she wouldn’t dance with another

After a recent visit to a local record store, I thought it was time to revisit some of the records I’ve obtained from my dad’s collection.  When I moved into my first (solo) apartment and bought my first record player, I made my brother go through our dad’s records over the phone with me and set aside a group of them.  Mostly Beatles, a James Taylor, Joni Mitchell, Earth, Wind and Fire, The Four Seasons, a B.B. King and others that were nostalgic for me.  He boxed them up and sent them to me.

Tonight I sorted through them, put them in order and pulled out a couple to listen to while I cooked dinner and got myself ready for the week.  First a Haim record I bought myself right after I moved to MN.  Then the Joni Mitchell because I was curious about it.  Then my favorite Beatles album – A Hard Day’s Night (the movie soundtrack version).  And lastly, Meet the Beatles! (US Version).

As I lay on the floor and listen to John Lennon and Paul McCartney sing over me, I’m instantly transported back to my childhood.  So many evenings and weekends listening to these records with my dad.  Playing air guitar or drums, harmonizing and dancing around the coffee table.  Songs that shaped my early concepts of love – “This Boy,” “I Saw Her Standing There,” and of course, “I Want to Hold Your Hand” which I’m convinced began my obsession with holding hands.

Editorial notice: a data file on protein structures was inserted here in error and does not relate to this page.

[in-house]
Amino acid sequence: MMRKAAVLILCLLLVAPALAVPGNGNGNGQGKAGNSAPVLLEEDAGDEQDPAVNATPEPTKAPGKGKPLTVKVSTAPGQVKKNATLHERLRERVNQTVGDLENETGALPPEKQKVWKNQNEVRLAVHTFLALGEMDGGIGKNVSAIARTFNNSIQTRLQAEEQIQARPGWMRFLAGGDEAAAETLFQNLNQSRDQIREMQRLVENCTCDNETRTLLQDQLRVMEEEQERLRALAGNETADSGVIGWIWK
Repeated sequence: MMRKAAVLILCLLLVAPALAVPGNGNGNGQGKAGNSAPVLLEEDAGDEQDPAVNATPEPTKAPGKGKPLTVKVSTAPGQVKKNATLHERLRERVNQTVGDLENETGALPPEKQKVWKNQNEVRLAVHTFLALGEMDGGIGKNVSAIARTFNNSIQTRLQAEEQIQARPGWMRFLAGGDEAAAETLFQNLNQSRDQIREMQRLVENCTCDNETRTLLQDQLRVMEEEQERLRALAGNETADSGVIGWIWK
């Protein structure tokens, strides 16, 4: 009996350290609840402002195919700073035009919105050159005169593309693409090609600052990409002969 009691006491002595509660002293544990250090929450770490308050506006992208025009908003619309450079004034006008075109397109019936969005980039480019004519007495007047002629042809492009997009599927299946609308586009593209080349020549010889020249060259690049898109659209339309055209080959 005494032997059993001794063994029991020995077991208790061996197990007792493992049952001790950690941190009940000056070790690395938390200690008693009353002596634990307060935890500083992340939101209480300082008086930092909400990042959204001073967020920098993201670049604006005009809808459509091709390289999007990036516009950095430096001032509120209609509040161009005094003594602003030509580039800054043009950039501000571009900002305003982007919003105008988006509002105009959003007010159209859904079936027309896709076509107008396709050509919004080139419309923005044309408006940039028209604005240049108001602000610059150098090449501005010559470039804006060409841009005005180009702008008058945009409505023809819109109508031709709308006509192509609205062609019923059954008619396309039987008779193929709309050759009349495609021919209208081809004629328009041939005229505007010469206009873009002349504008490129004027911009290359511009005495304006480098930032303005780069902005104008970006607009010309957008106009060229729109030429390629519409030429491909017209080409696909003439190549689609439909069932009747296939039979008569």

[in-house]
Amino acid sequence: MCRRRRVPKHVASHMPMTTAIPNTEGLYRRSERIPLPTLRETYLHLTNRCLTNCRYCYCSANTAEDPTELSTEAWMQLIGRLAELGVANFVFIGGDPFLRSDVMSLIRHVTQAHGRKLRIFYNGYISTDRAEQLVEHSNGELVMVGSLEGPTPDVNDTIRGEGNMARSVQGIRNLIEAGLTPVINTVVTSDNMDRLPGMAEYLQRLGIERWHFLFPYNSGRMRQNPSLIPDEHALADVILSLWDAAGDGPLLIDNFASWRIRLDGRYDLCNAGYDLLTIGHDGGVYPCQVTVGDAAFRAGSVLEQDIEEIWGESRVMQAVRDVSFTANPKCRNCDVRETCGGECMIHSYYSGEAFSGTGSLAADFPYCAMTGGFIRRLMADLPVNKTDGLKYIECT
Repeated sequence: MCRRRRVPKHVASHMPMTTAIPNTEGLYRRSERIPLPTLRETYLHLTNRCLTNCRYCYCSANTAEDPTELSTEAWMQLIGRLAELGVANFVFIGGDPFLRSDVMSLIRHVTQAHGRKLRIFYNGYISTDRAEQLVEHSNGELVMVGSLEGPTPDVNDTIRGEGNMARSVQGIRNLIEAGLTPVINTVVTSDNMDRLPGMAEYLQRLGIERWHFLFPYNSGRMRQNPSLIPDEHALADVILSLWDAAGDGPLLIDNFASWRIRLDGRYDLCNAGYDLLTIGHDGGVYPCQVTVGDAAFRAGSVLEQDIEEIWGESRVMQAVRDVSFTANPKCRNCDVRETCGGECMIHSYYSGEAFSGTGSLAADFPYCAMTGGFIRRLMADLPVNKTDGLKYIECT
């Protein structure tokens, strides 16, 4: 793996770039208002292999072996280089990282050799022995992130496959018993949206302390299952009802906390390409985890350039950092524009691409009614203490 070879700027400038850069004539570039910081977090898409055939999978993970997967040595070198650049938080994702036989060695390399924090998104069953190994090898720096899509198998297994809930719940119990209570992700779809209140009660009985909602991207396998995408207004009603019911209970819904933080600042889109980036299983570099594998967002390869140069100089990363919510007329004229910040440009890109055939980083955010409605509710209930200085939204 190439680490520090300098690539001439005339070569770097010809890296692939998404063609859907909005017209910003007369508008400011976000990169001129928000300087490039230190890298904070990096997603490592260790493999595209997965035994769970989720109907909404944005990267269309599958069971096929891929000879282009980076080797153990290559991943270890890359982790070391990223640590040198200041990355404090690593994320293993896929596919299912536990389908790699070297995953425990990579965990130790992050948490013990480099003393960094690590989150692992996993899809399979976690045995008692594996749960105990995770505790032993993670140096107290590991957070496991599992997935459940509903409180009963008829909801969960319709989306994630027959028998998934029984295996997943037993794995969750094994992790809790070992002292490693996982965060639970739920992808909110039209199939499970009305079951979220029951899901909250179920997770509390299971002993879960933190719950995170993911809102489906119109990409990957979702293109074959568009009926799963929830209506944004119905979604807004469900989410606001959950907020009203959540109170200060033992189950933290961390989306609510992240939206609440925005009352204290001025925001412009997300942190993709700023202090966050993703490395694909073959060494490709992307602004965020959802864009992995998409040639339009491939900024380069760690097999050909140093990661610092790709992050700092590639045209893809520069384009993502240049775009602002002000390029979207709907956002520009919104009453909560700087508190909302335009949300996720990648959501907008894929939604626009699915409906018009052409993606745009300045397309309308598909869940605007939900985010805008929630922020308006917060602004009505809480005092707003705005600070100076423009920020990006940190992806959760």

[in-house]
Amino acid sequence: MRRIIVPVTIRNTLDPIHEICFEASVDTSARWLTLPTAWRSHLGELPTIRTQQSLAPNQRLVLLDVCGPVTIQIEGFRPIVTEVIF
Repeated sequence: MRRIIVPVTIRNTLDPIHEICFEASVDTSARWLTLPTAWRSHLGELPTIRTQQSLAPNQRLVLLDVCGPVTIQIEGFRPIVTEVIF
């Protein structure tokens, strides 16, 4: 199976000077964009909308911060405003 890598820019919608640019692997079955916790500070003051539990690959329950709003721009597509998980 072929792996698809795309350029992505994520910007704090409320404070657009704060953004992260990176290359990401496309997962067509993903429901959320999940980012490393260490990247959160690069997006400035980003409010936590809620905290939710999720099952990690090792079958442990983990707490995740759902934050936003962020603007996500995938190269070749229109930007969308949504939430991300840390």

Those late night jam sessions with my dad were everything to me.  I’m sure they drove my mom crazy, she was probably more concerned with getting my brother and I to bed at a decent hour.  But my dad would flip that album over, “just one more time.”  We’d get to that one rare song with George Harrison on lead vocals and sing out how we were “happy just to dance with you.”

Those early Beatles albums were full of hopeful love, romantic gestures promising “all my loving” and calling the girl “darling.”  Childhood Alicia only knew of that kind of love.  It was before my friends’ parents started getting divorced.  Before my own first heartbreak and all the ones that came after that.  Before my parents announced their separation and later divorce.